Issue 52, 2021-09-22

Editorial : The Cost of Knowing Our Users

Some musings on the difficulty of wanting to know our users’ secrets and simultaneously wanting to not know them.

by Mark Swenson

For the second time in the past year we have an article that provokes concerns with patron privacy. Despite some reasonable objections to printing this article because of the implied endorsement of a cavalier attitude toward patron data, the editorial committee has decided that the overall quality of the article merits its publication. We have added a note to the top of the article which acknowledges that there are considerable problems with elements of patron privacy. In this editorial I will mention some of the problems that come with using patron data in this way, as well as express some doubt that there are technical solutions to handling this data that could make it truly anonymized.

As agencies with limited resources and a base of users that need specific information services, libraries are caught in a hard place when it comes to collecting data on user behavior to improve services. We have always collected data about our collections and users. Many of the articles which run in this journal focus on how to dissect, clean, parse, and use that data. However, we have entered a pact with our users which states that what they individually do will never be divulged to anyone else. Consequently library user data tends to be very broad and generic. For example, we know that a given book has been checked out 100 times, but we don’t have any idea if the book was checked out by 100 different people, by 50 people twice, or by one person 100 times.

We know that our computer systems have the granular information that can answer this kind of question. So it’s possible to mine that and create new lists linking users and resources and get the kind of detailed use information that would be great for evaluating a resource. This is what this issue’s controversial article describes. In doing this, however, a library creates a record that theoretically makes it much easier for someone to misuse patron data and turn the question around: asking not what resources are being used by individuals but which individuals are using specific resources. When we create data like this it becomes difficult to control its future. We may have the best intentions in doing it, but it’s hard to be sure that everyone who can obtain it will respect the privacy of users equally.

This is incredibly frustrating, so we keep delving into this data mine to figure out a way that maybe we can get that kind of information about users while somehow keeping their information anonymous. If we could do that, then maybe we could know if it would be worthwhile using limited resources to buy the next book in the series since 100 people will probably check it out too, or if it is more likely that we will just be buying it for the one person.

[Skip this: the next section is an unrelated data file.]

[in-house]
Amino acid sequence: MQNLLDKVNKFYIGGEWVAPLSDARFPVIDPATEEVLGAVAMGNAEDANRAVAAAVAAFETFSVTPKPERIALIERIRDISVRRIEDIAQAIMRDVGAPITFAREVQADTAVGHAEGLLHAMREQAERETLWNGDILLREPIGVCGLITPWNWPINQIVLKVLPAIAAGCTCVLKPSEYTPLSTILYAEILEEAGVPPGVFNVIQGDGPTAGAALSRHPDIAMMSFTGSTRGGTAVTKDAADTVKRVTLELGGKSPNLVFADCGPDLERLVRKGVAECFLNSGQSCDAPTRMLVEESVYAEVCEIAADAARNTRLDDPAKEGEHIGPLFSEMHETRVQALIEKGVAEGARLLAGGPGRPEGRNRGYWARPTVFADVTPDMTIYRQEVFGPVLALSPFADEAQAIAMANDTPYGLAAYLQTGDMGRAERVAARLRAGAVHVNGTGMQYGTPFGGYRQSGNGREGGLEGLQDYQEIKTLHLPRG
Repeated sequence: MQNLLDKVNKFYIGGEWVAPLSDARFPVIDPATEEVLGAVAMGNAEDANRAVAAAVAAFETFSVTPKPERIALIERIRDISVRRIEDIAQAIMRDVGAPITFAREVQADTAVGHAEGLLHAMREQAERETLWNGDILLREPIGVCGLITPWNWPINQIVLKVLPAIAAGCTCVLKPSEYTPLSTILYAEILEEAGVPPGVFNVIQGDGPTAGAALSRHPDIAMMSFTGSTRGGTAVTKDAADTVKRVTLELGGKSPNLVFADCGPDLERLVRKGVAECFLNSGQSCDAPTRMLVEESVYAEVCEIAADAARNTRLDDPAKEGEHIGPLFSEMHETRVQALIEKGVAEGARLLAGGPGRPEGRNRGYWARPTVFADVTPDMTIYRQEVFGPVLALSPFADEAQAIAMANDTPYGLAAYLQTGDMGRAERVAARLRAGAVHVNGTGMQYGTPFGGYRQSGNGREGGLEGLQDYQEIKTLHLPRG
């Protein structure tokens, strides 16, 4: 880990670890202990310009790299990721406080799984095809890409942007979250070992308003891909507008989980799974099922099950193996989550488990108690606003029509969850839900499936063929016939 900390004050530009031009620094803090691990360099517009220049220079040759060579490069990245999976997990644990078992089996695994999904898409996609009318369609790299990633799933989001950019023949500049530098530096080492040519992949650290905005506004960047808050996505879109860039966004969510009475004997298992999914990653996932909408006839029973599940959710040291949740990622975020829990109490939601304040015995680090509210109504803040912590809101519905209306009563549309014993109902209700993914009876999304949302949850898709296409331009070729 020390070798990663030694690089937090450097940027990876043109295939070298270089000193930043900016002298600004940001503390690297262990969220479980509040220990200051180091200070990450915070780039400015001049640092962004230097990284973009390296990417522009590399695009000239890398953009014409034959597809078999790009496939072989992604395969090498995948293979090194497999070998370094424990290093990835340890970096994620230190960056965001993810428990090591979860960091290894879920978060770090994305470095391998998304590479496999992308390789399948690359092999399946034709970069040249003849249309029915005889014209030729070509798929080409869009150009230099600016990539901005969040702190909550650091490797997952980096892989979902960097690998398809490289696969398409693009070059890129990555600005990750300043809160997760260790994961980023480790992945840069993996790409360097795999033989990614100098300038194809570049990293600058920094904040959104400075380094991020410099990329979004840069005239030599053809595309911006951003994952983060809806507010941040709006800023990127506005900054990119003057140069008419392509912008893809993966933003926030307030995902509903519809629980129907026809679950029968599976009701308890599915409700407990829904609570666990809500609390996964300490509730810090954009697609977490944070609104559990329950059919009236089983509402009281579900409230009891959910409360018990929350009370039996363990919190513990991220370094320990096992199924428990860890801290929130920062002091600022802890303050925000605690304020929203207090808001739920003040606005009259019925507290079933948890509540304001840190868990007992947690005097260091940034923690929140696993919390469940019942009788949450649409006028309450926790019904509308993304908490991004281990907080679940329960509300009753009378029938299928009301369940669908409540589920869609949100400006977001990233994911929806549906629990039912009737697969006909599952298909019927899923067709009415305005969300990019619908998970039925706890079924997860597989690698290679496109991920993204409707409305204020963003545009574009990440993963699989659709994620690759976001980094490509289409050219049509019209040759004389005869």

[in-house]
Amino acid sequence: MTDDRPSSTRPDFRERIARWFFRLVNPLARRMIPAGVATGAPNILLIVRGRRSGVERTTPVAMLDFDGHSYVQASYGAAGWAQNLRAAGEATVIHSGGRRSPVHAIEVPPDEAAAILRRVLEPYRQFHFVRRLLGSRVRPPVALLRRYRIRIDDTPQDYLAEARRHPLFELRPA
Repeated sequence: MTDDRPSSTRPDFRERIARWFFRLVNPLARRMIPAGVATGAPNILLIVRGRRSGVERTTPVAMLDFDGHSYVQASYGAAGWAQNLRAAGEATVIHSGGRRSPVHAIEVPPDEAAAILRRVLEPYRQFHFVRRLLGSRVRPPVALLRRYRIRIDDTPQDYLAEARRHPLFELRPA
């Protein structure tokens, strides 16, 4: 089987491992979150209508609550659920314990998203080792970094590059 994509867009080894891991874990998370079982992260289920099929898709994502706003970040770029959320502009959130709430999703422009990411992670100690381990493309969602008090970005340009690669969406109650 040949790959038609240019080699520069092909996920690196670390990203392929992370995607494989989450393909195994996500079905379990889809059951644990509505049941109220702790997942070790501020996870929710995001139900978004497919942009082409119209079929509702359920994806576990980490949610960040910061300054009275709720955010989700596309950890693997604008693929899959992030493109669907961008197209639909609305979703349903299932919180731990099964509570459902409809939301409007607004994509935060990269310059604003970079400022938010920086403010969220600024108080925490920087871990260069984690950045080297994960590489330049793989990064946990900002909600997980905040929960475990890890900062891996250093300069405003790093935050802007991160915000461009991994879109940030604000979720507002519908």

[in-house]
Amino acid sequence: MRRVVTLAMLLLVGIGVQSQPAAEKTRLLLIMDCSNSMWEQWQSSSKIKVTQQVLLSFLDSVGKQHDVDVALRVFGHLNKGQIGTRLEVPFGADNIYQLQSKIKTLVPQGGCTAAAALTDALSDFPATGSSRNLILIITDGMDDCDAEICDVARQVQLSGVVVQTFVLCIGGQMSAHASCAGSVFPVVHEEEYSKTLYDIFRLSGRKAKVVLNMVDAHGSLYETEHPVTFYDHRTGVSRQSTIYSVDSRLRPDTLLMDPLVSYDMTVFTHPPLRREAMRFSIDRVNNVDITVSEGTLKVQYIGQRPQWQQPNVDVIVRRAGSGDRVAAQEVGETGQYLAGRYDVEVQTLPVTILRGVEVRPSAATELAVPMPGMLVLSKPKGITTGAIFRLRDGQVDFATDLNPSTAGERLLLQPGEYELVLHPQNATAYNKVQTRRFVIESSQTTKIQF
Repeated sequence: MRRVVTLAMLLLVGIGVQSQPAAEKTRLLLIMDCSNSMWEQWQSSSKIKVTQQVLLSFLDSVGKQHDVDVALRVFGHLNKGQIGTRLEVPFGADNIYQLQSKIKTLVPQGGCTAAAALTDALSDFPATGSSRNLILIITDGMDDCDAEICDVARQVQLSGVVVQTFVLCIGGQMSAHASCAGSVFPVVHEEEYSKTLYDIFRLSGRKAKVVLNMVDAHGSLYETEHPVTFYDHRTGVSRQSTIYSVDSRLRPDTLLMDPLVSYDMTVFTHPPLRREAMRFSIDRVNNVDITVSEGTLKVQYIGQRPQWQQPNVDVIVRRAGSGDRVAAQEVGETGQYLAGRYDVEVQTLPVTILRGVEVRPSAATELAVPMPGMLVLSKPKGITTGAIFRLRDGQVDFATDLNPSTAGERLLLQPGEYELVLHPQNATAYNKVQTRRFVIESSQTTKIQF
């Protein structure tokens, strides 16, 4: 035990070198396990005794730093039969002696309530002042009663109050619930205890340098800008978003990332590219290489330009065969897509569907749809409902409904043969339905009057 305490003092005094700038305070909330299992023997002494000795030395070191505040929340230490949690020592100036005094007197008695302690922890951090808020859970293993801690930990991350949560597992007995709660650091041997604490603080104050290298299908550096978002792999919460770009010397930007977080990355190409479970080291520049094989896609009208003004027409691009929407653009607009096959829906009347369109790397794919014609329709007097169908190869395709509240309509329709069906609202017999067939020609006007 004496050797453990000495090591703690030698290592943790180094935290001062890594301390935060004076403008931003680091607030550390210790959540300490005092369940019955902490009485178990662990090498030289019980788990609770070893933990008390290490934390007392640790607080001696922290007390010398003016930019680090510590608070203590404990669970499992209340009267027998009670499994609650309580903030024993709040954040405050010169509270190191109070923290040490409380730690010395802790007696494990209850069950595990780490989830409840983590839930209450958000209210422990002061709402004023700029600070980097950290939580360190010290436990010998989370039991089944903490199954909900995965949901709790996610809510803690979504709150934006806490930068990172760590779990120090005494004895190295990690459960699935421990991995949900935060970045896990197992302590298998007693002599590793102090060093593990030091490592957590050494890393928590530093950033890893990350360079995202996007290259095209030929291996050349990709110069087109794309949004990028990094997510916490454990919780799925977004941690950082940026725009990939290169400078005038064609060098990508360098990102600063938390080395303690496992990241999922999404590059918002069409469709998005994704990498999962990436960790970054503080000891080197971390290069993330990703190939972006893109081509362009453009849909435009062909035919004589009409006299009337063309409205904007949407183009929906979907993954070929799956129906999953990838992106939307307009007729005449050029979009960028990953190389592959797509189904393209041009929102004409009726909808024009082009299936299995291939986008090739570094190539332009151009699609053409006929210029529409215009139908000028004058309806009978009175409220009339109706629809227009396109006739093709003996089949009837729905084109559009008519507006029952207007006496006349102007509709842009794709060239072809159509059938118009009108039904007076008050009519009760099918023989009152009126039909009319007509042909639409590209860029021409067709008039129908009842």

As a thought experiment I want to briefly imagine exactly what we’d need to do to successfully have truly anonymized individualized user data, and why ultimately this probably isn’t possible. My goal here isn’t to sketch an actual viable plan, but rather to just show how hard this really is.

Because it’s a good example of a scenario where this is at least imaginable, I want to use the case of database access logs. From the logs we are taking only the following information: a user’s barcode, the name of the resource, and the date and time on which the resource was accessed.

It is important to note here one of the many problems that libraries have with trying to maintain user privacy is that the logs in question are often not under our direct control. In such cases vendors may be collecting this information and not providing control to libraries as to what data is being collected, how long that data is kept, and how frequently that data is deleted.

Without control over that data, even with a hypothetically perfectly anonymized set of logs, the promise of anonymity granted by them is worthless. Either the data could be obtained directly from the vendor or any anonymization rendered worthless by comparing the records to vendor data. In most cases with vendor-collected data I think that it should be a high priority for libraries to establish policies with vendors that value patron privacy first and foremost.

For the purpose of this thought experiment we will imagine data which the library has complete control over. In reality, such a limitation would make doing the rest of the work to obtain the holy grail of anonymized data largely pointless, but it’s the only good starting point.

Let us also assume that we are working with a large population of over ten thousand users (I work in a suburban public library and a user base of this size is typical here) and a modest collection of resources. This scenario avoids problems one would be likely to encounter at a small academic institution, for example, where it might be possible to identify a user because the number of persons interested in a topic is small and there might be one resource that is almost exclusively used by them.